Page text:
F.S.: Yes, it all happened by chance, on a trip. I was doing the Black Issue in 2006 and then went to Africa for Uomo Vogue. I’ve worked with Gucci and Fendi, committed to create jobs. Fifty percent of those ads went to non-government organizations in Africa. [Nelson] Mandela was on the cover, it helped create attention. I started entering in a series of problems I had never occupied myself with — water, production, employment. I am learning. You can do so many things. However, I don’t feel guilty for living well here. Fashion has always been very generous. Think of what it has done for curing AIDS. The challenge is to grow local economies in those countries. There are designers there, we have to think of production, but I am not changing Africa. But if we all do something together….We have to know our limits, I don’t have the pretense I can change the world. And I don’t want to set up events [to raise money]. Because what happens if the following year they don’t have an event, they won’t eat?
WWD: What are your expectations for Vogue going forward, your plans and ideas?
F.S.: I never program anything, I decide at the last minute, I feel what is in the air. I go with my instinct.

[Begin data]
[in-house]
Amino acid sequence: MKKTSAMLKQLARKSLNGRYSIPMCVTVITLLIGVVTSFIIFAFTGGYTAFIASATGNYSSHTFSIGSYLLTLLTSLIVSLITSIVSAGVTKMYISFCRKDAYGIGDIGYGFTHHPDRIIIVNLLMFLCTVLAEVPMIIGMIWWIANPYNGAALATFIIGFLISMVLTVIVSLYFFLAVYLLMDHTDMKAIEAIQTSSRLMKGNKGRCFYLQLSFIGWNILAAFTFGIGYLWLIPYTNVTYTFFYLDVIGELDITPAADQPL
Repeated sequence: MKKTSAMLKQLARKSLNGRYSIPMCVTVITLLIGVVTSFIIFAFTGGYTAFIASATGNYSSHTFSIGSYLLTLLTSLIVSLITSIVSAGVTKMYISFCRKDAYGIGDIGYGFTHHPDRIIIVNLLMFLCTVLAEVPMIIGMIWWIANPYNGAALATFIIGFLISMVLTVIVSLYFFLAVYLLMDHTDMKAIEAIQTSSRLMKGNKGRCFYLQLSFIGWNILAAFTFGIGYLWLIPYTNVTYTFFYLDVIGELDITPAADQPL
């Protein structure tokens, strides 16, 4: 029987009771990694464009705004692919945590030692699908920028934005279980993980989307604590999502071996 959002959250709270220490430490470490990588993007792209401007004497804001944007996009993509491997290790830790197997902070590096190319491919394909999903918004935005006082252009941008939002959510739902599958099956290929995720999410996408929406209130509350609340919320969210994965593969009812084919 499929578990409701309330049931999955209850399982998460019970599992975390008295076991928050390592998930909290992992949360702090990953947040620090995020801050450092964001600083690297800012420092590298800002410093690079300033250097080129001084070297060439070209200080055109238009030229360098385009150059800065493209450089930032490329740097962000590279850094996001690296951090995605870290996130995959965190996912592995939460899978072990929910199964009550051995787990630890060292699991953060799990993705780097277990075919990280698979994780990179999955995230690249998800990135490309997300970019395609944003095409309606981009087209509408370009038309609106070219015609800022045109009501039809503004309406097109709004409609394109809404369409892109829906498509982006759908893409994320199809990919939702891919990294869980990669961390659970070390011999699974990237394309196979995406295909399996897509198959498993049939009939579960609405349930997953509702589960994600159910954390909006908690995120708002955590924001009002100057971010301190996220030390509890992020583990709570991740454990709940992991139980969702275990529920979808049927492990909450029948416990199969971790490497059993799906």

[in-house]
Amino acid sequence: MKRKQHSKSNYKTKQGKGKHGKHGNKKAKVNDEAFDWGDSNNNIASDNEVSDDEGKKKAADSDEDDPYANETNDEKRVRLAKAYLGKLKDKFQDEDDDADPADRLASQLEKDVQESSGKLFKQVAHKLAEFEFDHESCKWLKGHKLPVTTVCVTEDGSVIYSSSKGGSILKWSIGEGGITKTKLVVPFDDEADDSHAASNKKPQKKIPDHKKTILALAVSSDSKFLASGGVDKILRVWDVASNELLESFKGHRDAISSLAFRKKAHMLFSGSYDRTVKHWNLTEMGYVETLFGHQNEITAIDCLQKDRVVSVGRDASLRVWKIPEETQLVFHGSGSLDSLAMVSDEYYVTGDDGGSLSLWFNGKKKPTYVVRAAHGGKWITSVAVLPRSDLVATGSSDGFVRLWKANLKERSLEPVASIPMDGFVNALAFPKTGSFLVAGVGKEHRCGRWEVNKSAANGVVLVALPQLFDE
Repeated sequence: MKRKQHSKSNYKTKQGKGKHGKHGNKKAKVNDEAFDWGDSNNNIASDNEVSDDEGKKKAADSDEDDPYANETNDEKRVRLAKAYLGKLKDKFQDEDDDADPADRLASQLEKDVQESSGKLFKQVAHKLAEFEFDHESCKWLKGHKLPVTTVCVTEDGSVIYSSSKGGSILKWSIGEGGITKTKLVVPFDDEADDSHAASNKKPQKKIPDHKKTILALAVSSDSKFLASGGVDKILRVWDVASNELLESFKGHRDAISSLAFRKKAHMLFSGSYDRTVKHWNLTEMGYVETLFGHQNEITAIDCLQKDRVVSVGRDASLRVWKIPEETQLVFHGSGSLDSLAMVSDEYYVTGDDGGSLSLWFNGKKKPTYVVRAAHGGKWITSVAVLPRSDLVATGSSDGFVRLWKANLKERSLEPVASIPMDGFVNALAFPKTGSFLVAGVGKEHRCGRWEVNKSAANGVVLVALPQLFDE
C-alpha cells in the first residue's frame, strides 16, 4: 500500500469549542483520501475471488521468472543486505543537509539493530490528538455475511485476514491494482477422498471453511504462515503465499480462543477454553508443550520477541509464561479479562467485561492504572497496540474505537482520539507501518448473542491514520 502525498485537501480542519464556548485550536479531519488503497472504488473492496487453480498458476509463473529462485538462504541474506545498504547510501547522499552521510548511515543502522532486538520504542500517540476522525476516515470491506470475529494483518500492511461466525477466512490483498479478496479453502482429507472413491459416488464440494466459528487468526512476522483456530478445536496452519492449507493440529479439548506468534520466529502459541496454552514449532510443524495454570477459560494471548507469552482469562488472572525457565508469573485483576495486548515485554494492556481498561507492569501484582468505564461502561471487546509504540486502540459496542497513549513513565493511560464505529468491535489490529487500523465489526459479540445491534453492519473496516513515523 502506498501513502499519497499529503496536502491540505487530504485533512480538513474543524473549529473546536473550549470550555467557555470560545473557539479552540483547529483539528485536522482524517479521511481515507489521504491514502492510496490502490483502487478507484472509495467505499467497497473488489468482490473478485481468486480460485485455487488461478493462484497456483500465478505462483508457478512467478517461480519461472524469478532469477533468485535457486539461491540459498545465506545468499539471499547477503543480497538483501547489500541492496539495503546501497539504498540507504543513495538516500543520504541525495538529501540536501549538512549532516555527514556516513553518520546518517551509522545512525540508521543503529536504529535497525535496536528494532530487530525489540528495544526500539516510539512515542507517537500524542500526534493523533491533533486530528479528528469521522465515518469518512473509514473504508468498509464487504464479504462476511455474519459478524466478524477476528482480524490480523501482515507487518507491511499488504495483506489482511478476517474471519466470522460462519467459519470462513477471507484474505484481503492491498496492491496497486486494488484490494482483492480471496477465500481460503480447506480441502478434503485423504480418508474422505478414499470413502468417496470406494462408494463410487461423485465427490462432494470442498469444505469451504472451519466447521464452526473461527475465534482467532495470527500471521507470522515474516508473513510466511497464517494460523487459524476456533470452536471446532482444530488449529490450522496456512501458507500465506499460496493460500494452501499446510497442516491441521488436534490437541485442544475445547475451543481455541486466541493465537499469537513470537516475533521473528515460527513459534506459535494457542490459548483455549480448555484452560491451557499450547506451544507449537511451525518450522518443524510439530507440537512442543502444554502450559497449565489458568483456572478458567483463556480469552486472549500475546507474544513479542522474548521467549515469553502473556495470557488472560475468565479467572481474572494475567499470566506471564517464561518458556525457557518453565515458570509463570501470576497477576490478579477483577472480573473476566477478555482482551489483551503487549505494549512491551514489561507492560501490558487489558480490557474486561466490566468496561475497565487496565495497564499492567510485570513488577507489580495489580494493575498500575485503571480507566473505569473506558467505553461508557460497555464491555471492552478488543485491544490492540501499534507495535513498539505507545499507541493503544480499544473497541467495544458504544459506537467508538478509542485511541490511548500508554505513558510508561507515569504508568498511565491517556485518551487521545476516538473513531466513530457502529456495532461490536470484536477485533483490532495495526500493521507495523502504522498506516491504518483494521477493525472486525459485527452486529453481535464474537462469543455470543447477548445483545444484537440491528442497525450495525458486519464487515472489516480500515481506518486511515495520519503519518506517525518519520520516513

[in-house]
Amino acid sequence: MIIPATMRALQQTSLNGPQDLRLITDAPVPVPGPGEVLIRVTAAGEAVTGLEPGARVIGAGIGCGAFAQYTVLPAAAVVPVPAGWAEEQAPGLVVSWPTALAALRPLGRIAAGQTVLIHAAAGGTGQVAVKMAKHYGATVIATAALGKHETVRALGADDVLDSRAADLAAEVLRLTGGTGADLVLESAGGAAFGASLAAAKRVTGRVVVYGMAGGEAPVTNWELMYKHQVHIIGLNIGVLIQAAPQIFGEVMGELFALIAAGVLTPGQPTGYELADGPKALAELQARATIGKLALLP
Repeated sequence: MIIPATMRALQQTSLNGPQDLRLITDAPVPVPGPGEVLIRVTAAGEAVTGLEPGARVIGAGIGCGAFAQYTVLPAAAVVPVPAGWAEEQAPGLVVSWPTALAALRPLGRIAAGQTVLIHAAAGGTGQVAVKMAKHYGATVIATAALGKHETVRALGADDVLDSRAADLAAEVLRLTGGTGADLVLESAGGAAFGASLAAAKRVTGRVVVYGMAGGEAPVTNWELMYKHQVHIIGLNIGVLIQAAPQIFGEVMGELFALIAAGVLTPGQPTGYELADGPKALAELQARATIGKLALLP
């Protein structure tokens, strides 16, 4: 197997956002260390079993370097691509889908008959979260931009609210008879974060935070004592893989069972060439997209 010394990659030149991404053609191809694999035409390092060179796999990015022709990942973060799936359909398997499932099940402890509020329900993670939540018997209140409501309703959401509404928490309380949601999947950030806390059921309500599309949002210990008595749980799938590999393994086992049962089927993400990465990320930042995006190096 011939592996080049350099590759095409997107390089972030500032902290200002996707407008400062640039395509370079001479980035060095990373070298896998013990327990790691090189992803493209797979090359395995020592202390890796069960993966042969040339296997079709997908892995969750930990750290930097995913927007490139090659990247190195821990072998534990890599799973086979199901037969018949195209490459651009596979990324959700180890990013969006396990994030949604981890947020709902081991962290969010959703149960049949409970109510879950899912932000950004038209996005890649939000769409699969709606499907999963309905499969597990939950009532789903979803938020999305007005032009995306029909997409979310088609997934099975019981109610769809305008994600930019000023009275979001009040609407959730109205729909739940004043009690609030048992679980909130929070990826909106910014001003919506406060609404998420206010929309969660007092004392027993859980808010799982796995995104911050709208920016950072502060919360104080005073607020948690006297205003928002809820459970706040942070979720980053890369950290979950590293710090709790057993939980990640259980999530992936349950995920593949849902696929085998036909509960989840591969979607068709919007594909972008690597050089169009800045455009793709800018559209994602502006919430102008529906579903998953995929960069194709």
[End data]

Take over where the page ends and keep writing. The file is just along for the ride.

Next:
WWD: You have said that you don’t want to court controversy, but several of your stories have stimulated debate and discussions over the years. Were you ever taken aback by anything in particular?
F.S.: The only time I was really surprised was the reaction to the [shoot dedicated to the] BP oil [spill in 2010]. I didn’t expect it at all. It was for the August issue, perhaps one of the less relevant months, but there was so much buzz. It was picked up all over the American television, but I defended my position. I don’t understand those that say that a magazine such as Vogue should not talk about these things. Fashion is a mirror of the era in which we live. Why should the magazine be disconnected from reality? It’s not like in the past.